How To Teach Yourself A New Language
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How To Teach Yourself A New Language

Difficult does not equal impossible

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How To Teach Yourself A New Language

I started falling in love with language when I decided to learn Latin to help further me in the medical field. My school didn't offer Latin, though, so I had to take a class online. When you take a class online, you're basically teaching yourself with someone available to call if you really need it - but only during business hours. For me, it was an intro on how to teach myself a language. I now know six languages and am teaching myself my seventh - only two of which I didn't teach myself. Teaching yourself a new language is a lot of work and takes commitment and continuous motivation, but it's not impossible.

1.) Pick A Language

The first step may seem like the easiest, but it is actually really important and effects the rest of your learning experience. When picking a language to learn you need to ask yourself why you want/need to learn that language. Wanting to learn a new language for fun is a perfectly acceptable answer, but if this is your only reason it's going to take strong motivation.

2.) Gather Materials

You should get your hands on as much learning material as possible. I use textbooks I've found online and printed out, phone apps (Duolingo is really good), and videos of people that can go over lessons (usually on YouTube). You will also need to use material you might not think is exactly academic: watch movies and music videos in that language with the subtitles on. This gets you used to dialect and you can actually pick up on some words and phrases pretty quick.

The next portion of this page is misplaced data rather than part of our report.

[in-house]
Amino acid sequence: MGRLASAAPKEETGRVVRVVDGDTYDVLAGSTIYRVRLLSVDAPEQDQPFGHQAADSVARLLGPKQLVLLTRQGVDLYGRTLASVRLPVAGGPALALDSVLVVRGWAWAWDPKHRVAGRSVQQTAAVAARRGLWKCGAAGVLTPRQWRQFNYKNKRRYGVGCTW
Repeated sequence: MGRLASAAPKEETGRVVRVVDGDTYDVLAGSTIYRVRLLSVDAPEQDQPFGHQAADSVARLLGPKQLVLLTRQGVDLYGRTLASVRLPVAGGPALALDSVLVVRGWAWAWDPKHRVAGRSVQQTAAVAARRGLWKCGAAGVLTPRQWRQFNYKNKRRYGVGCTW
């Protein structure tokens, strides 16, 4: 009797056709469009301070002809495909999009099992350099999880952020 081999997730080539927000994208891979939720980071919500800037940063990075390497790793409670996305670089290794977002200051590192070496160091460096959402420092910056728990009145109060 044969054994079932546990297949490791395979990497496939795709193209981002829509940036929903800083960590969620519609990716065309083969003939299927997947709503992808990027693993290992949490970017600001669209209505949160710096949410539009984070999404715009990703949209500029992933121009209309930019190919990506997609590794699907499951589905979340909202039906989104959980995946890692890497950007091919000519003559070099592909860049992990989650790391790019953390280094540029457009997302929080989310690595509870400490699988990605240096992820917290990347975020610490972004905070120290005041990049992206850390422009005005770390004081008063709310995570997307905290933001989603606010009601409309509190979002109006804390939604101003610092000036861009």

3.) Find Motivation

Motivation is really important to learning a new language. It can be because you want to visit a country, because you are romantically involved with someone who's first language isn't the same as yours, or because your family hails from that country and the language just didn't trickle down to you. Whatever your motivation, make sure it is something that is going to keep you going; learning a language is a long and hard process and it will be easier to give up than to keep going during those times you feel like you're getting no where.

4.) Map Out Your Path

It's always a good idea to plan what you're going to learn when. It's a good idea to block what you learn: greetings first, then introductions, colors, numbers, food, etc. Don't try to learn things that aren't in the same group at the same time, it will make it a lot harder to remember the vocabulary. You should always start with conversational vocabulary (words and phrases that can help you get around or make small talk).

5.) Set Goals

You should set daily, weekly, and monthly goals. How many words do you want to learn in a week? Do you have the grammar down yet? How good is your accent? All of these things are important steps to learning a new language and you should set goals for yourself so you don't get off track and fall behind.

-- Accent Note: You should try to get the accent down as much as possible, however, if a native speaker notices the language isn't your first because you're accent isn't perfect, they're more likely to forgive grammar mistakes.

6.) Make Your Curriculum